Most of the manufacturers in smartphone business are going through a bad time and experiencing a lot of losses. Samsung is among those few mobile phone companies who have shown positive figures to their shareholders in the second quarter of 2012. To get an idea, Japanese giant, Sony, announced that their profit had slid down by 77% to $80 million while suffering a net loss of $310 million. LG, a South Korean major, publicized a loss of $50 million from last quarter, for which they blame on marketing expenses spent on its new flagship device, Optimus 4X HD, but the company hopes to do better by pushing 4G LTE devices in North American market. Even Apple had a similar story to explain its investors, where they disappointed stockholders by missing estimates in Q2 and selling fewer iPhone than anticipated.
HTC’s profit dropped by 57.8% in the last quarter, compared to a year ago. The Taiwanese giant announced rather small $250 million in profit for second quarter. The executives explained the situation by holding responsible the conditions in Europe and unsuccessful launch in the US, partially due to Apple’s legal filings.
HTC’s original One series isn’t helping the company much in its current financial situation, and the only way out is to add fresh devices to its lineup. Taking a look at Samsung’s profits, which stood at $5.9 billion, and this figure is largely attributed to its flagship device for 2012, the Samsung Galaxy S III. Samsung’s case testifies the fact that adding new attractive devices will definitely help company’s sales and profits. It’s high time for HTC to have more devices in its portfolio, and they have made a note of it and definitely working on it.
Previously, a rumor anticipated launch of HTC One X+, a device featuring quad core 1.7 Ghz Tegra 3 processor (possibly the Tegra 3+), an HD 1280×720 resolution display, and running latest version of Jelly Bean, Android 4.1.1. Now, we’re hearing rumors of a device which can possibly be a sequel of somewhat popular mid range device, the HTC One V. The device will be supposedly called as HTC Proto.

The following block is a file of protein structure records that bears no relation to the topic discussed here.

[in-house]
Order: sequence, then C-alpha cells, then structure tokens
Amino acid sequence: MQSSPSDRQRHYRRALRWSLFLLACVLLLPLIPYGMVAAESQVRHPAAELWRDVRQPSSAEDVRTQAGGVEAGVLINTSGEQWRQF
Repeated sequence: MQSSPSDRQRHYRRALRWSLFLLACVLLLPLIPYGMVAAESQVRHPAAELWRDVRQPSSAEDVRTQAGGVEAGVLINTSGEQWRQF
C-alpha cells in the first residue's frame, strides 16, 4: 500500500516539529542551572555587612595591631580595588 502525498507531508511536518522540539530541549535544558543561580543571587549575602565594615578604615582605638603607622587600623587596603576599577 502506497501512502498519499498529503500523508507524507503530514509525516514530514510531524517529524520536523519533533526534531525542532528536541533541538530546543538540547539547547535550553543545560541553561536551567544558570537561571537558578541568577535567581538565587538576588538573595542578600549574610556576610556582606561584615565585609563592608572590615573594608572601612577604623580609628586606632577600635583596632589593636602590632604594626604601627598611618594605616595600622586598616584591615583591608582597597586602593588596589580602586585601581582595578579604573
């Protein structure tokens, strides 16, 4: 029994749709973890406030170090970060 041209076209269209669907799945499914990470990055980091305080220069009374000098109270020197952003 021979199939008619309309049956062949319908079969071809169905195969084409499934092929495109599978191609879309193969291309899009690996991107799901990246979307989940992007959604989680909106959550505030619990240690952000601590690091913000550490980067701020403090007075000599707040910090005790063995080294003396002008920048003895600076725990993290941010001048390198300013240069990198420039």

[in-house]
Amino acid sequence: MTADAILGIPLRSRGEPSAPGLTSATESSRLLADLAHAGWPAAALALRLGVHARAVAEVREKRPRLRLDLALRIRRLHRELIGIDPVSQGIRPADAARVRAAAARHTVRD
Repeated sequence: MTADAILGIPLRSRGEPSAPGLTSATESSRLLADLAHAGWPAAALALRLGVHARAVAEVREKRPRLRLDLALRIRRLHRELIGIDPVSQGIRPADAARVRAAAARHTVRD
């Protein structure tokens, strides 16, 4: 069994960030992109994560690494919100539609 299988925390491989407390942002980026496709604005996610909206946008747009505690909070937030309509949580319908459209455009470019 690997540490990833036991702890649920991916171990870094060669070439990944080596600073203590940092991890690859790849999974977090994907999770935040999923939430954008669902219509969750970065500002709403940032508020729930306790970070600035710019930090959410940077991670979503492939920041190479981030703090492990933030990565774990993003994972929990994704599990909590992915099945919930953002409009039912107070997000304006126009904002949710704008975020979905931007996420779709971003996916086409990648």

The current HTC One V features a 1 GHz single core processor, 512 MB of RAM, 3.7-inch Super LCD 2 capacitive touchscreen (that supports WVGA, 480 x 800 pixel resolution with 16 M colors), Beats Audio support and a 5 megapixel shooter, but the main attraction, however, is that it runs Android 4.0 Ice Cream Sandwich with HTC Sense 4.0 overlay out of the box.
HTC Proto on the other hand carries improved specs over the One V. It’s alleged to come with a dual-core Snapdragon S4 MSM8225 processor clocked to 1 GHz speed, and a 4-inch SLCD display with the same WVGA resolution. Other specs include 4GB of internal storage, 512MB RAM, a 5MP rear camera and HSPA+ radio. It’s not clear whether HTC Proto will come with Beats Audio branding as HTC sold 25% of its stakes in Beats Audio back to its original owners, however, HTC still reserves exclusive rights in mobile segment.
HTC One V is great and has been always praised for its display and design, but the single core processor on it is pretty outdated, and comparing with latest mid range phones from manufacturers like Sony, all of which are coming with dual core processors, HTC’s current offering have lost its value for money proposition. Besides, the foundation of One V can be traced back to HTC Desire, which itself is very obsolete by today’s standards.
Nevertheless, it will be good to see a refreshed model with a better processor and the added screen real estate. HTC had released few low to mid range phones in past few weeks, but we’re yet to see one which will take the smartphone segment by storm. HTC Proto and One X+ look promising and we definitely think these phones will manage to increase company’s profits for the second half of the year. HTC Proto may even come with latest version of Android, Android 4.1 Jelly Bean.
What are your thoughts on these HTC One X+ and HTC Proto? If HTC decides to stick to its plan, we can expect these devices this fall. Do you want the company to fix any flaws that you found on One V? Let us know using the comment form below.